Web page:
Home Technology How L-Acoustics brings the sweet sound of spatial audio to the masses

How L-Acoustics brings the sweet sound of spatial audio to the masses

For most of our lives, stereo has been the primary way to reproduce the music we consume. Immersive audio systems like surround sound have been around for decades, but immersive audio content is rare outside of TV and film.

But perhaps that’s not surprising: to reproduce and above all to create immersive audio content is very clunky.

Fortunately, things are starting to change. Immersive audio is finally becoming accessible to the mainstream thanks to big name manufacturers like Apple building spatial audio directly into their headphones. Even setting up spatial audio speaker systems has become a cinch thanks to wireless speaker manufacturers like Sonos adopting the format.

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The spatial audio trend shows no signs of slowing down, but widespread adoption requires a smaller learning curve (and lower prices) for creators.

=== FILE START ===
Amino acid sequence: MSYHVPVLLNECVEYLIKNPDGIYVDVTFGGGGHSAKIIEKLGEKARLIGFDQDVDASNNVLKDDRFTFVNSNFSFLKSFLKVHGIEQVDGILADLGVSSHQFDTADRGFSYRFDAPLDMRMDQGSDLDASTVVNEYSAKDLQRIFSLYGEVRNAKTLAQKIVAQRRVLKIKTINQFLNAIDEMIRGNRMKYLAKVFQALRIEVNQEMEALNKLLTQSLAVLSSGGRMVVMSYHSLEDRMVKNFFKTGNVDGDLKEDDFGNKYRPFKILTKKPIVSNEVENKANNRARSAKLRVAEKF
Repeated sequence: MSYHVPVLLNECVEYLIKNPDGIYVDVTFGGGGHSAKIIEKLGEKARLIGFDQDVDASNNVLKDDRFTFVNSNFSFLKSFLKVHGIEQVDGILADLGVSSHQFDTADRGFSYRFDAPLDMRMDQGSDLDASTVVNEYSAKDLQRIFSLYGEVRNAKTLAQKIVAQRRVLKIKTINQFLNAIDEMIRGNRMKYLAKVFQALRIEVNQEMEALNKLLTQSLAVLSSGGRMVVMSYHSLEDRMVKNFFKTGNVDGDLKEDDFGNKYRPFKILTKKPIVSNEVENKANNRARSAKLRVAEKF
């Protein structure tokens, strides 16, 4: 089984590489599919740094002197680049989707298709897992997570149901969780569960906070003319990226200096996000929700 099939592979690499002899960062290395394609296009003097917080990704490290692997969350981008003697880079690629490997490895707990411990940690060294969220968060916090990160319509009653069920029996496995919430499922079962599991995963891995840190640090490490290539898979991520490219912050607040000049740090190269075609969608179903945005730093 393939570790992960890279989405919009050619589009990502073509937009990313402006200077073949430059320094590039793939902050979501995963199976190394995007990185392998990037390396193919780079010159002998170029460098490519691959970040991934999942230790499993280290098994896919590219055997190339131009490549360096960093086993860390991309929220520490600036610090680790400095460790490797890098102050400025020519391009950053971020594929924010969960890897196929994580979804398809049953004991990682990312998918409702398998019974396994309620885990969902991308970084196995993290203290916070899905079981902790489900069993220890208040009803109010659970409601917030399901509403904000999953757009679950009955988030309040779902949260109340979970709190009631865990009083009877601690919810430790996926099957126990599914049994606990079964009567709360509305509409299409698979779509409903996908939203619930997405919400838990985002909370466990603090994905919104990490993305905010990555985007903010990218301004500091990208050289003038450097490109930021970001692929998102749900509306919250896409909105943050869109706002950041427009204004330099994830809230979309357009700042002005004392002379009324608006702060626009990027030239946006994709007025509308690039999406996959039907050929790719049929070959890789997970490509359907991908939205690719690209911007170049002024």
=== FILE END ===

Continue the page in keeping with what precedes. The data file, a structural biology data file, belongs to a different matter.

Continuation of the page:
French audio company L-Acoustics hopes to deliver just that with L-ISA Studio, an application and plug-in for mixing immersive audio on both speakers and headphones. L-ISA Studio is even free for creators who make music for headphones (a full license costs €29 per month or €290 per year), making it an accessible option for creators getting started with spatial audio.

I spoke to Guillaume Le Nost, Managing Director at L-Acoustics, about why making spatial audio mainstream is so important. After all, L-Acoustics wasn’t always aimed at everyday creators. The company’s background is primarily in live audio, creating the software and hardware for concert halls and other auditory experiences. But after decades of making professional speakers and working in stereo, the company realized it was time to change course.

“Now we are reaching a stage where anyone can provide good quality loudspeakers and this knowledge has spread across the industry,” says Le Nost. “It’s no longer about the quality of the speakers, it’s more about the system approach.”

Simple two-channel systems have survived in home listening rooms and small halls because the distances are not great. But when you’re talking about a huge concert stage where the left and right speaker arrays can be more than 35 meters apart, there can be a separation between what the speaker is and what you see on stage, according to Le Nost.

L-ISA Studio